University of California Center for Accelerated Innovation

Drug Discovery & Development Mini Symposium

Introduction

The development of a novel drug is an expensive and time consuming endeavor. While the discovery of hits from a high throughput screening (HTS) campaign is relatively successful, later compound development stages have a much higher attrition rate. In this context, toxicity evaluation is one of the most important aspects of drug development. In this symposium, we hope to give an overview of the basic aspects of in vitro toxicity testing. We will focus on oxidative stress and small molecule-induced liver injury, one of the main reasons for withdrawal of drugs from the market. This symposium aims at investigators who have no prior background in drug development and is intended to provide a forum where they can learn about early toxicity evaluation of small molecules from experts. We also hope that this symposium will start the discussion towards the development of a more standardized approach to in vitro toxicity testing.

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In vitro toxicity assays for small molecule development

The development of a novel drug is an expensive and time consuming endeavor. While the discovery of hits from a high throughput screening (HTS) campaign is relatively successful, later compound development stages have a much higher attrition rate. In this context, toxicity evaluation is one of the most important aspects of drug development. In this symposium, we hope to give an overview of the basic aspects of in vitro toxicity testing. We will focus on oxidative stress and small molecule-induced liver injury, one of the main reasons for withdrawal of drugs from the market. This symposium aims at investigators who have no prior background in drug development and is intended to provide a forum where they can learn about early toxicity evaluation of small molecules from experts. We also hope that this symposium will start the discussion towards the development of a more standardized approach to in vitro toxicity testing.

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Robert Damoiseaux, Ph.D.
Director of the Molecular Shared Screening Resources (MSSR) at the California NanoSystems Institute of UCLA

The ROS/ATP ratio predicts accurately clinically severe drug induced liver injury in cultures of primary human hepatocytes

The development of a novel drug is an expensive and time consuming endeavor. While the discovery of hits from a high throughput screening (HTS) campaign is relatively successful, later compound development stages have a much higher attrition rate. In this context, toxicity evaluation is one of the most important aspects of drug development. In this symposium, we hope to give an overview of the basic aspects of in vitro toxicity testing. We will focus on oxidative stress and small molecule-induced liver injury, one of the main reasons for withdrawal of drugs from the market. This symposium aims at investigators who have no prior background in drug development and is intended to provide a forum where they can learn about early toxicity evaluation of small molecules from experts. We also hope that this symposium will start the discussion towards the development of a more standardized approach to in vitro toxicity testing.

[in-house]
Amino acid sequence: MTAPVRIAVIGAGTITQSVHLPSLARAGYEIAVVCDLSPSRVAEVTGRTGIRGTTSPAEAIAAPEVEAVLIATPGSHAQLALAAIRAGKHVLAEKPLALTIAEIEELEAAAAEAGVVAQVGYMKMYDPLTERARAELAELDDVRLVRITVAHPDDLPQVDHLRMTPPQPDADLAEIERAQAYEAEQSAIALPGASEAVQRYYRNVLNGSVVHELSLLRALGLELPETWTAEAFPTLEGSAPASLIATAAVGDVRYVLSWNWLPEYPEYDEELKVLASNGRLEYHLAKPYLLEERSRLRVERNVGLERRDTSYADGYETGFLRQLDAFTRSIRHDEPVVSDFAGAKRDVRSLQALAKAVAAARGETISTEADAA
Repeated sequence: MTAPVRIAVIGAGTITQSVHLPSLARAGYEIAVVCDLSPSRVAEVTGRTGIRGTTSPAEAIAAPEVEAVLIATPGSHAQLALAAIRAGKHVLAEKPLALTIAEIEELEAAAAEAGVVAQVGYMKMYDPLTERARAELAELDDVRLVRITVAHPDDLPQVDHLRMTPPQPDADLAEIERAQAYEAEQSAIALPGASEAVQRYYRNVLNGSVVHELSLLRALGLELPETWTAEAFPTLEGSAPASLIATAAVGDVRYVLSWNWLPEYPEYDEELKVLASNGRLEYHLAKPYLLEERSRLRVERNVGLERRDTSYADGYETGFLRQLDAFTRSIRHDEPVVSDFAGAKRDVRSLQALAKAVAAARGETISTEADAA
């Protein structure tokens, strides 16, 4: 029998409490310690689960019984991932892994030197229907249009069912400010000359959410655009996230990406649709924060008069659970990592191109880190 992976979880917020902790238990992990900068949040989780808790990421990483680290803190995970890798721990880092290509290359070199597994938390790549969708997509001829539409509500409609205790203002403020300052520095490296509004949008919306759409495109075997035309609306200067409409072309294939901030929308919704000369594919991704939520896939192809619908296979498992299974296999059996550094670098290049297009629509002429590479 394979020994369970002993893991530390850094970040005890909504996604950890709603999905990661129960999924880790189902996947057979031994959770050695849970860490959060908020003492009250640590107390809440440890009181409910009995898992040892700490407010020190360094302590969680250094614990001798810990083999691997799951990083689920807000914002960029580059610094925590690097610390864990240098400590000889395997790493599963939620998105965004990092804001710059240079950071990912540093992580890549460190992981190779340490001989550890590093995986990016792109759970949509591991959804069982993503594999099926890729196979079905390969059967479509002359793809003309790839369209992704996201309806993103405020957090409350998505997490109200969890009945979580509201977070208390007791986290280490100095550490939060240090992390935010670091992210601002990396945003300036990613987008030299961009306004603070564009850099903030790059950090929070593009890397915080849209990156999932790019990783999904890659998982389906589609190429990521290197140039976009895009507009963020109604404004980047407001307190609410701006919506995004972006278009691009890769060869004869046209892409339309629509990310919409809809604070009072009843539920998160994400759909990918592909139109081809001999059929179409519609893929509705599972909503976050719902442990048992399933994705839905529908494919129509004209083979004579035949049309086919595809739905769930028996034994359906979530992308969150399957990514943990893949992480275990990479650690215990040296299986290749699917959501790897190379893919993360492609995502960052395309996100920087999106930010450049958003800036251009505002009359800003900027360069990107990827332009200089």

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Jie Zhang
Statistician at the FDA's National Center for Toxicological Research Division of Bioinformatics and Biostatistics

Illuminating cytotoxicity and cell viability with in vitro assay chemistries

The development of a novel drug is an expensive and time consuming endeavor. While the discovery of hits from a high throughput screening (HTS) campaign is relatively successful, later compound development stages have a much higher attrition rate. In this context, toxicity evaluation is one of the most important aspects of drug development. In this symposium, we hope to give an overview of the basic aspects of in vitro toxicity testing. We will focus on oxidative stress and small molecule-induced liver injury, one of the main reasons for withdrawal of drugs from the market. This symposium aims at investigators who have no prior background in drug development and is intended to provide a forum where they can learn about early toxicity evaluation of small molecules from experts. We also hope that this symposium will start the discussion towards the development of a more standardized approach to in vitro toxicity testing.

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Jim Cali, Ph.D.
Research Director for the Division of Assay Design at Promega

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